By visualising certain flows, you also discover ‘hotspots’ where friction exists and which you will designate in the business flow. People in the room will notice when a certain flow fails to work properly. They will make remarks that they will write down on sticky notes and place near the hotspot. They will write down the issues and the potential solutions or ideas on sticky notes in different colours.

Step 6: Check everything


This is not the end of the session. Ask somebody to study the flow by physically moving along the sheet and telling what he or she sees and what is happening. If they falter or must go back a step, you can identify where the flow has not yet been sorted properly. Interrupt the person at the front, and ask and check if everything is in the right place. Test the story that was told and sort everything correctly. The area to the left of the speaker will be correct, while the right section needs to be sorted better.

Reverse narrative

Once this has been done, move to the flow again, but this time from the back to front. Are all the steps placed before the last event actually all the steps that must be completed to achieve the result? This gives you a better idea of the bigger picture. Often, you can place additional events on the timeline.

By using the ‘reverse narrative’ technique, you encourage participants to think differently and can discover if there are still ‘magical gaps’ in the flow.

Step 7: Result

Ultimately, you achieve a very clear and coherent business story that all people in the room understand. The newcomers have an idea of how the business works and what the structure of the flow is, the experts often discover things they had not yet thought about or did not yet know. If you have mapped out your entire business during a Big Picture session, you can also see which domain you must address first to find a solution, and where things often go wrong in the existing situation. This is very difficult to determine in regular meetings.


Domain storytelling has some connection with event storming. You learn about your domain or language by telling a story and bylistening. While you listen, you capture everything in images to enable you to follow the story easily. You also immediately ask a lot of questions and ask for feedback from the person(s) you are talking with.

An example: you are a developer and want to create an online ticketing system. You talk with an employee, the manager, and the administrator of the existing ticketing system.

You first ask a number of questions, you learn about your domain, and you briefly discuss what the application should be able to do, based on the actual use. Draw/write down a diagram or flow chart for each ‘use case’.

Imagine the scenario for purchasing a ticket. The question will be: ‘What happens today? How can someone order a ticket?’ The answer: ‘The customers visit, call, or send an email.’ Based on this information, you select the method that demands the most time: when people physically visit the counter for a ticket. How does this happen today? Use the specific names known by everyone at your organisation when creating your description. If a cash register worker at a zoo is called a ‘ticket giraffe’, write this down and use the language of the business, for example.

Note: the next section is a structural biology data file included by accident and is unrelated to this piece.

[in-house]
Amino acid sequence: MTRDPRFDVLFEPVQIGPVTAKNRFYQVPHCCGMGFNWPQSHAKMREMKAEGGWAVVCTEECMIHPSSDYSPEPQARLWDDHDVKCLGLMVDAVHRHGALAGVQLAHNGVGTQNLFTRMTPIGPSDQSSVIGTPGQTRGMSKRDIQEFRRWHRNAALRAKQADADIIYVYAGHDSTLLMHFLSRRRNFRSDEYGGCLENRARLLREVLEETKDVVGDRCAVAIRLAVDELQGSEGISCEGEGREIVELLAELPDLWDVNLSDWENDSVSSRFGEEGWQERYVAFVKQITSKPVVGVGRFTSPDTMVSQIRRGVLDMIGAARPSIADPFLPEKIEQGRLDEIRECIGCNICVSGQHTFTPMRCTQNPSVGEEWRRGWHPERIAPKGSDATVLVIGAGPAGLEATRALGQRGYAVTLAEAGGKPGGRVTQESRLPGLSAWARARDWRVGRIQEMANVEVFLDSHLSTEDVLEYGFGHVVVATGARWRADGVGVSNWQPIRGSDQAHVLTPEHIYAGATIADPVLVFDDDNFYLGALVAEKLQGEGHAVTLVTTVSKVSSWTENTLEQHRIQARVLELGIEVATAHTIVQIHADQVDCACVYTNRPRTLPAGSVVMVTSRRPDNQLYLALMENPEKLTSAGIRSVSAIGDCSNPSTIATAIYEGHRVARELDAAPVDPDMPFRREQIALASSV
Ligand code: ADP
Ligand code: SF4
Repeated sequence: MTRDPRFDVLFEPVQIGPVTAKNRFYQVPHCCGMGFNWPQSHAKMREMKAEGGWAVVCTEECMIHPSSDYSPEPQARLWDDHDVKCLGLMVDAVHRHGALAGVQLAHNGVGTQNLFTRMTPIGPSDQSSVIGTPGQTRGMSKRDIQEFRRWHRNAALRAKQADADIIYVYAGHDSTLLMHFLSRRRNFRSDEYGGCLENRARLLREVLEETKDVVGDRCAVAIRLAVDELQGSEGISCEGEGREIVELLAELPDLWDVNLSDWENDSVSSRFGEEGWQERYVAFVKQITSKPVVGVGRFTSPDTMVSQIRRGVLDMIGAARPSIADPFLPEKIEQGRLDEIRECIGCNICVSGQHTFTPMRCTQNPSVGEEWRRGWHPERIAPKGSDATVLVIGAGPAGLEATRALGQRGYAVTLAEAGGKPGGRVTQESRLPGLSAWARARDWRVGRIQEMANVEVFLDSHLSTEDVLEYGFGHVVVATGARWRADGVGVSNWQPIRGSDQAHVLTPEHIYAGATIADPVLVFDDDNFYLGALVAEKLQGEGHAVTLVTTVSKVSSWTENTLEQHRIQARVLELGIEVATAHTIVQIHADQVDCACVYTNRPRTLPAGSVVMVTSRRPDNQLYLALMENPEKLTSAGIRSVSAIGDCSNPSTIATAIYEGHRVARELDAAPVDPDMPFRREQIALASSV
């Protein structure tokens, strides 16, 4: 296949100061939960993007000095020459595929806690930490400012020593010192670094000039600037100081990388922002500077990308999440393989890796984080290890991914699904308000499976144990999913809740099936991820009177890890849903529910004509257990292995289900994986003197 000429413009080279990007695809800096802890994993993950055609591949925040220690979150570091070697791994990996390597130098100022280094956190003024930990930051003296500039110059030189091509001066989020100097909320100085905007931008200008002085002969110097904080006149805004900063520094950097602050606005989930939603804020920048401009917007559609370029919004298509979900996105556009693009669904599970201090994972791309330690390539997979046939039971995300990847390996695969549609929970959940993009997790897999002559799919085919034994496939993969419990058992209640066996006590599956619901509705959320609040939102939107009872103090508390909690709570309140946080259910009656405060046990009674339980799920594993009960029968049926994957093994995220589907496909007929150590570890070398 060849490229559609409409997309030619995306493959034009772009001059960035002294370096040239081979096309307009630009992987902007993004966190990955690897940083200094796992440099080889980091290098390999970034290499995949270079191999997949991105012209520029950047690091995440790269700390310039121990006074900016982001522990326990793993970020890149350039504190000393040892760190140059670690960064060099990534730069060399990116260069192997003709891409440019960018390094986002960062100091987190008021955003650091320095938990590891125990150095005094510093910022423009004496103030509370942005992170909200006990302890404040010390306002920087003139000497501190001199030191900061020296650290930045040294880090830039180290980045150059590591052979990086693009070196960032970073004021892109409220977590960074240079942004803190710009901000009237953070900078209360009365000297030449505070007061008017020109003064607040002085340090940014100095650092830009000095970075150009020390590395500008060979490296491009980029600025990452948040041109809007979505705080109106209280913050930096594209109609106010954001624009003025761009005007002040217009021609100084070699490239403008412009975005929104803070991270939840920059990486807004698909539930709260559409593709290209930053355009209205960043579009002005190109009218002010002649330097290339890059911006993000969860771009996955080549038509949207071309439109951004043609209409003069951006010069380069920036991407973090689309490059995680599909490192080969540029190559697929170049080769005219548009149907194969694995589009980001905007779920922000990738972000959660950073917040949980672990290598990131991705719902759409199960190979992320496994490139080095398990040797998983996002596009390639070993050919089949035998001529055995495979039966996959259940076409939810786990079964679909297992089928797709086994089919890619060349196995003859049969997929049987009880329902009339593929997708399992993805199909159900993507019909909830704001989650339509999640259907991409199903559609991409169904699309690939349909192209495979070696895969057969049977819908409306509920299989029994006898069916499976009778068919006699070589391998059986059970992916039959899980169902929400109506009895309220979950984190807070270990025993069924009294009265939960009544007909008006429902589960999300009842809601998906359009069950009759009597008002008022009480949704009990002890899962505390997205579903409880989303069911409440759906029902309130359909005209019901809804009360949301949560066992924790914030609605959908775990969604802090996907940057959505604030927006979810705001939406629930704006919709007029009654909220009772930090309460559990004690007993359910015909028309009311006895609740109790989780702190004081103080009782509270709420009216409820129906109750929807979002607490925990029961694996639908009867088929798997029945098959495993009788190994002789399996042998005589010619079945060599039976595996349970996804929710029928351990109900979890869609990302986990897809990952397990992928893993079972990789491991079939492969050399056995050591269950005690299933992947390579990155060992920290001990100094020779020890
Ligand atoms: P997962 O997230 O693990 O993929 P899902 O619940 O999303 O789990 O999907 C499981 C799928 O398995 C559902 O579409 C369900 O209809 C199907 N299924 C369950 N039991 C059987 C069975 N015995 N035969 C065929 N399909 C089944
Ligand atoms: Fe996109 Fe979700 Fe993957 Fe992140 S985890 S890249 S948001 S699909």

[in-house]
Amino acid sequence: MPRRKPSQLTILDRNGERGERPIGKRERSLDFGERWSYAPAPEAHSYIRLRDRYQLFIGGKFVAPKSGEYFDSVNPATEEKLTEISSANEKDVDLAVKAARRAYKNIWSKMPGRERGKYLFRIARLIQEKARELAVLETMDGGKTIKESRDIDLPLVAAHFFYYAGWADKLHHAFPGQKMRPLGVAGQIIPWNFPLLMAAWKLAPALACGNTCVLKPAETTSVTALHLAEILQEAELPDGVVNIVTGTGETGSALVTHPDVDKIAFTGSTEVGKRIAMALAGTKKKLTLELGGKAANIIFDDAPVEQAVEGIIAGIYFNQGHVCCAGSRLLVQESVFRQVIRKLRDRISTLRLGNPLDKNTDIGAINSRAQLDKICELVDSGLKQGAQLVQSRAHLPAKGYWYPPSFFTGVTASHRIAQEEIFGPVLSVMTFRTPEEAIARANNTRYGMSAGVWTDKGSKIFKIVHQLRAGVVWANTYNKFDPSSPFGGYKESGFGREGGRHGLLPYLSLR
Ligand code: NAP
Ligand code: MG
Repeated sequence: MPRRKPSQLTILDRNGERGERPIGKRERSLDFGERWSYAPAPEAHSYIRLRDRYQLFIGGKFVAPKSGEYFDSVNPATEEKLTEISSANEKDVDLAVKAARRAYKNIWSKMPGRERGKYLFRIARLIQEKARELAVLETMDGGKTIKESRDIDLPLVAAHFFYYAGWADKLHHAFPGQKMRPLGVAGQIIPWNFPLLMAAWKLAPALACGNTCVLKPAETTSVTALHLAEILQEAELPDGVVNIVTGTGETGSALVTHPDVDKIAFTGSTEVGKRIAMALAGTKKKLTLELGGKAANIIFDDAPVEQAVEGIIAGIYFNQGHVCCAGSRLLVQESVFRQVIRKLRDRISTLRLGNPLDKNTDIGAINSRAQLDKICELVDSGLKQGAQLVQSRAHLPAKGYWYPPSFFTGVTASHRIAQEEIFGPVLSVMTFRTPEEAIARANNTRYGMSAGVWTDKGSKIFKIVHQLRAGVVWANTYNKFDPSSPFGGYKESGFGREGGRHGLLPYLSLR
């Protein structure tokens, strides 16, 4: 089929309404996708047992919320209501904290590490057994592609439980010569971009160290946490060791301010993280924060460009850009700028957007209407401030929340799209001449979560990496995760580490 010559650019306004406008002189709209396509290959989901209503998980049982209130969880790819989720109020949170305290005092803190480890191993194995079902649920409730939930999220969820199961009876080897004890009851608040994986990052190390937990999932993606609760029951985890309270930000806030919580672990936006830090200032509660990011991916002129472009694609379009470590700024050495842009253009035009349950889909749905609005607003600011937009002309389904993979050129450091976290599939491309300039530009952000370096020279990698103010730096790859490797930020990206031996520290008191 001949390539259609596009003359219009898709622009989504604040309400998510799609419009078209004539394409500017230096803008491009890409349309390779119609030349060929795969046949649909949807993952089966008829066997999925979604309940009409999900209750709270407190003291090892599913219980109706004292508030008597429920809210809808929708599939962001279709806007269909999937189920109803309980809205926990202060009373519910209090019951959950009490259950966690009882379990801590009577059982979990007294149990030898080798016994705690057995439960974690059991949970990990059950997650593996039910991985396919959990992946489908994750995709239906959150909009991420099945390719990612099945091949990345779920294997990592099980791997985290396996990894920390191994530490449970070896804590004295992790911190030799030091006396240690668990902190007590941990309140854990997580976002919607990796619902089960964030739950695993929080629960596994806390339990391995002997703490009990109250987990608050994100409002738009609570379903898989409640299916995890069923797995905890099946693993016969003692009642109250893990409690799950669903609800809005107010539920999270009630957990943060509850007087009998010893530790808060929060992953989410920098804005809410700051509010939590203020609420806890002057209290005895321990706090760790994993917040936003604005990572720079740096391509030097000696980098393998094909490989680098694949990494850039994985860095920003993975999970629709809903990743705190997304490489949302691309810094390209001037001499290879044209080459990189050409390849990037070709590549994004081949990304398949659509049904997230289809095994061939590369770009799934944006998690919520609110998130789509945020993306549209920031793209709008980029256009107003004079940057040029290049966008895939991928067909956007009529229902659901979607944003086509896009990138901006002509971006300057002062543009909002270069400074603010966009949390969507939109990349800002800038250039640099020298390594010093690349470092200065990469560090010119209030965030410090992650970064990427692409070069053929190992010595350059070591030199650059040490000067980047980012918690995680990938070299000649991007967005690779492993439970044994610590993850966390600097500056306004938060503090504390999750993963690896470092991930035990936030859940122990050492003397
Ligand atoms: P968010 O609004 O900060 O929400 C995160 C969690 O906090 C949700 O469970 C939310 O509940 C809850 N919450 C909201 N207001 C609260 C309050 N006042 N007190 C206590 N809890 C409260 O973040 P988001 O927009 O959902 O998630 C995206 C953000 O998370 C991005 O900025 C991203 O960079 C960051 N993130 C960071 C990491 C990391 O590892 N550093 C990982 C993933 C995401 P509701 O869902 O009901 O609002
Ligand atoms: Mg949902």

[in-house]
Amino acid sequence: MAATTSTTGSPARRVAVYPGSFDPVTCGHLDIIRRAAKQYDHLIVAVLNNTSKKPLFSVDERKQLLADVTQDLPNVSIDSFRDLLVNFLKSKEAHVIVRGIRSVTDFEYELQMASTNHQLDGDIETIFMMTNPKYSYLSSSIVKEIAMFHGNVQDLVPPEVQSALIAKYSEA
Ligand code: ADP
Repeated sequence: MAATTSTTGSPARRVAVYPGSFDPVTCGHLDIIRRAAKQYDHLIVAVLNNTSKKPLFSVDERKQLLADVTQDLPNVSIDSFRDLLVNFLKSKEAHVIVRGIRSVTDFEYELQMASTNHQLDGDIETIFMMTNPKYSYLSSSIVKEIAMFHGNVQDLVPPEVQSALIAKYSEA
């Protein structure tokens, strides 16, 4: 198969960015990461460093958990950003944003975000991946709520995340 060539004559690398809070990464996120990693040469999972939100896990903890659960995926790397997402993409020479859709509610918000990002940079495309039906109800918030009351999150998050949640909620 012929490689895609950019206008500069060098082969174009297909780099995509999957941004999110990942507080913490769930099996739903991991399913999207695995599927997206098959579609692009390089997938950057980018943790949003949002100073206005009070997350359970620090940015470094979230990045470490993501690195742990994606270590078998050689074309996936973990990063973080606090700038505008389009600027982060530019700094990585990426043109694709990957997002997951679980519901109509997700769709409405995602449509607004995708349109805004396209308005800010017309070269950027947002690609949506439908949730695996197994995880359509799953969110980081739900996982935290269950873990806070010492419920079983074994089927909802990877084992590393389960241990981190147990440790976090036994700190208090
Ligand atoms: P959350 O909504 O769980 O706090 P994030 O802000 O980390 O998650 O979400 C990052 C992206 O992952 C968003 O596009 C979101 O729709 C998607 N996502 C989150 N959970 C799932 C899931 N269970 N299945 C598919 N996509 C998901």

By having people talk about the way in which the process is taking place today, you discover where there are issues without an excess of confusing information for the customer. You can also write down the potential solutions that must still be studied, such as placing a brochure at the counter or installing an additional screen that you can rotate to the customer to show information.

You will have succeeded once all people present accept the ‘domain story’ you have drawn. Afterwards, you take a look at your initial diagram. You can often already remove a number of lines in this diagram because not all scenarios will be connected to all systems. Approach each use case in this manner.

The goal is to learn as much as possible before starting to write your code. You will only start programming once you have a comprehensive idea of the way in which the application must actually perform.


By capturing as many things as possible visually in advance, you can significantly reduce the development time of a new application. You will have a much better idea of what the final result must look like and will need to make fewer changes afterwards. By intensively involving the business in the project from the start, everyone will be pursuing the same goal, making communication go a lot smoother.

Kenny Laevaert 2

Kenny Laevaert

.NET Consultant